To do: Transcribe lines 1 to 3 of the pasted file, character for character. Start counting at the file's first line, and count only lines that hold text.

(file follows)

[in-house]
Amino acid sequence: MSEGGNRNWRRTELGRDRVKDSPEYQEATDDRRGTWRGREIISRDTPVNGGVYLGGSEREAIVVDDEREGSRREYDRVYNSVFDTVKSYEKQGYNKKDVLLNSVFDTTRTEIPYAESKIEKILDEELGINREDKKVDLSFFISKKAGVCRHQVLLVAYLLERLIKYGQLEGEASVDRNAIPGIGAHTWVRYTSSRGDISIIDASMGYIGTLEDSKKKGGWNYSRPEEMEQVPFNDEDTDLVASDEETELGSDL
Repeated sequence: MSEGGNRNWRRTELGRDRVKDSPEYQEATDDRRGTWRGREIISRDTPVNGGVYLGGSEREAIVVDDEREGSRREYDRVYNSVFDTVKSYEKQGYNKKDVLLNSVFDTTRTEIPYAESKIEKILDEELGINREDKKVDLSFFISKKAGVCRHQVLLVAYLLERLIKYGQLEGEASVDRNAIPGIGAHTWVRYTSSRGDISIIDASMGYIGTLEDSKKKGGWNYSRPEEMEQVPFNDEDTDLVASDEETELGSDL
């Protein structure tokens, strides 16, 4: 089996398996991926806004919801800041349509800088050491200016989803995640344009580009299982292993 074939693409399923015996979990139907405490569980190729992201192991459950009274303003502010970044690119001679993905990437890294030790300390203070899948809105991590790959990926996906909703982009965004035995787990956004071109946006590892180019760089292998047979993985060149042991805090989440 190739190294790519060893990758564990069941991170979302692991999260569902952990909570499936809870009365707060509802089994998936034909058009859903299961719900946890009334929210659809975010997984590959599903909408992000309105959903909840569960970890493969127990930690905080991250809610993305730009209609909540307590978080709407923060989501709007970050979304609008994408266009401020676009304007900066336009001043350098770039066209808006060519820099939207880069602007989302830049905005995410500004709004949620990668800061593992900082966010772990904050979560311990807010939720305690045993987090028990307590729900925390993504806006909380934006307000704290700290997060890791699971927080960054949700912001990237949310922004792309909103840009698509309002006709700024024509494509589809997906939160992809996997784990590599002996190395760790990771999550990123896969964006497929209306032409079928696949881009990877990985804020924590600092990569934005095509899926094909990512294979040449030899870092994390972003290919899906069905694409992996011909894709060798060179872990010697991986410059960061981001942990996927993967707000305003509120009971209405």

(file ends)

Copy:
[in-house]
Amino acid sequence: MSEGGNRNWRRTELGRDRVKDSPEYQEATDDRRGTWRGREIISRDTPVNGGVYLGGSEREAIVVDDEREGSRREYDRVYNSVFDTVKSYEKQGYNKKDVLLNSVFDTTRTEIPYAESKIEKILDEELGINREDKKVDLSFFISKKAGVCRHQVLLVAYLLERLIKYGQLEGEASVDRNAIPGIGAHTWVRYTSSRGDISIIDASMGYIGTLEDSKKKGGWNYSRPEEMEQVPFNDEDTDLVASDEETELGSDL
Repeated sequence: MSEGGNRNWRRTELGRDRVKDSPEYQEATDDRRGTWRGREIISRDTPVNGGVYLGGSEREAIVVDDEREGSRREYDRVYNSVFDTVKSYEKQGYNKKDVLLNSVFDTTRTEIPYAESKIEKILDEELGINREDKKVDLSFFISKKAGVCRHQVLLVAYLLERLIKYGQLEGEASVDRNAIPGIGAHTWVRYTSSRGDISIIDASMGYIGTLEDSKKKGGWNYSRPEEMEQVPFNDEDTDLVASDEETELGSDL